Lebanon Residents Object to Gas Company Secrecy

Submitted 2 years ago
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Press Release -- Energy & Climate Upper Valley

LEBANON, NH - Two Lebanon residents have filed a formal request with state regulators to force disclosure of information that Liberty Utilities wants to keep from the public during review of the company’s application to build a large natural gas storage facility and distribution pipeline to serve the city and neighboring Hanover.

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Ariel Arwen and Jonathan Chaffee are representing themselves as citizen “intervenors” before the New Hampshire Public Utilities Commission (PUC) in proceedings that will determine whether the state will grant Liberty Utilities a monopoly franchise to distribute natural gas in Lebanon and Hanover.  The area is currently not served by a pipeline system.  Liberty proposes to truck liquefied natural gas (LNG) and compressed natural gas (CNG) to a storage facility near the Lebanon landfill on Route 12-A.  LNG would be stored in four 60,000 gallon tanks and CNG would be stored in separate containers at a pressure of about 3,600 pounds per square inch.  The company proposes to build an 11-mile pipeline system, following public rights-of-way, to distribute the gas to large commercial and institutional customers and some residences.

Last week, Arwen and Chaffee filed an objection with the PUC to Liberty’s motion for confidential treatment of certain information that the company claims is “proprietary, non-public, and commercially sensitive”.  A day later the Office of the Consumer Advocate, a department charged with representing the interests of rate payers before the PUC, weighed in with a letter to the commission in support of Arwen and Chafee’s objection.

The objection disputes many of Liberty’s claims and cites several instances where information that is redacted in documents the company has filed in the case is already in the public domain.  Arwen points to a table in one document that names ten large potential customers, including Dartmouth College, Dartmouth-Hitchcock Medical Center and Kleen Laundry, but blacks out current fuel and projected gas usage.  “That information shouldn’t be redacted,” she said.  “Much of it is already publicly available.”  For, example, she says, Dartmouth’s web site identifies the fuel it currently uses at its heating plant, about 3.8 million gallons of #6 fuel oil annually.  Likewise, DHMC’s and Kleen’s fuel usage are known from records on file with the PUC.  In fact, she points out, some of the information blacked out in one part of a Liberty document is revealed elsewhere in the same document.  “It’s confounding,” she said. “What’s at stake is having information so that town officials and community members in Lebanon and Hanover can assess this proceeding, ask informed questions and frame informed responses.”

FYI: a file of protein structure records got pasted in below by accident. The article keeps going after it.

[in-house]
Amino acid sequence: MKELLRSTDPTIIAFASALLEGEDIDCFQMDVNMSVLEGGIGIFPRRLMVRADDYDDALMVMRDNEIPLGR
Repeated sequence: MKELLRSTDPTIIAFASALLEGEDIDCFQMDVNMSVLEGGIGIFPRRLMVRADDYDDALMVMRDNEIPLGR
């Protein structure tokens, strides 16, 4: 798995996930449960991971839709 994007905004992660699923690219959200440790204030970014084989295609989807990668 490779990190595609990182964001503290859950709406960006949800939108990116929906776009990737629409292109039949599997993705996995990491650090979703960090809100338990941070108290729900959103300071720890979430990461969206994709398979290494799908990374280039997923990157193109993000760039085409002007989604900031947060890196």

Chaffee points to another concern.  Liberty hired a consulting company to conduct a “fatal flaw” analysis of the project storage site that, according to documents filed by the company, “included thermal and vapor modeling utilizing four 60,000 gallon tanks”. Liberty has asked the PUC to withhold from public view a document that contains the analysis because “disclosure may publicize the Company’s planned infrastructure.”  Chaffee says that justification is unacceptable.  “How can we have any confidence in a process that keeps information related to public safety hidden from the public?”, he asked. 

Though intervening independently of the City Council-appointed Lebanon Energy Advisory Committee (LEAC), Arwen is a member of that committee and Chaffee is an alternate member. Supporting the sustainability goals of that committee as well as those cited in the City’s Master Plan provided a major impetus for their intervention. Similarly, Arwen points out that the public has shown considerable interest, and mounting opposition, to the project. “People are particularly concerned that this project could lead customers to invest in fossil fuel heating equipment that will soon be a regretted choice as more efficient and cheaper renewable energy sources become available. Run-away climate change is impacting us in a 20-year time frame, and this proposed investment in new fossil fuel infrastructure depreciates over 50 years. It does not fit. Citizens in Lebanon and Hanover are seriously focusing on how we can move quickly to sustainable energy sources. Potential customers should not lock themselves for many years to come into using a dangerous fossil fuel which has been shown to have no ameliorating effects regarding climate, and whose pricing over the coming decades is projected to be volatile.”

Noting that the gas brought to the Upper Valley will almost certainly be extracted through hydraulic fracturing, Chaffee adds, “People are particularly tuned in to the fact that fracking poisons water supplies. Scientific research shows increased incidences of serious, long-term health problems among people living near the gas wells.”

All currently-public documents related to Liberty Utilities’ petition for a gas franchise in Lebanon and Hanover can be found at the PUC’s web site: http://www.puc.state.nh.us/Regulatory/Docketbk/2016/16-852.html

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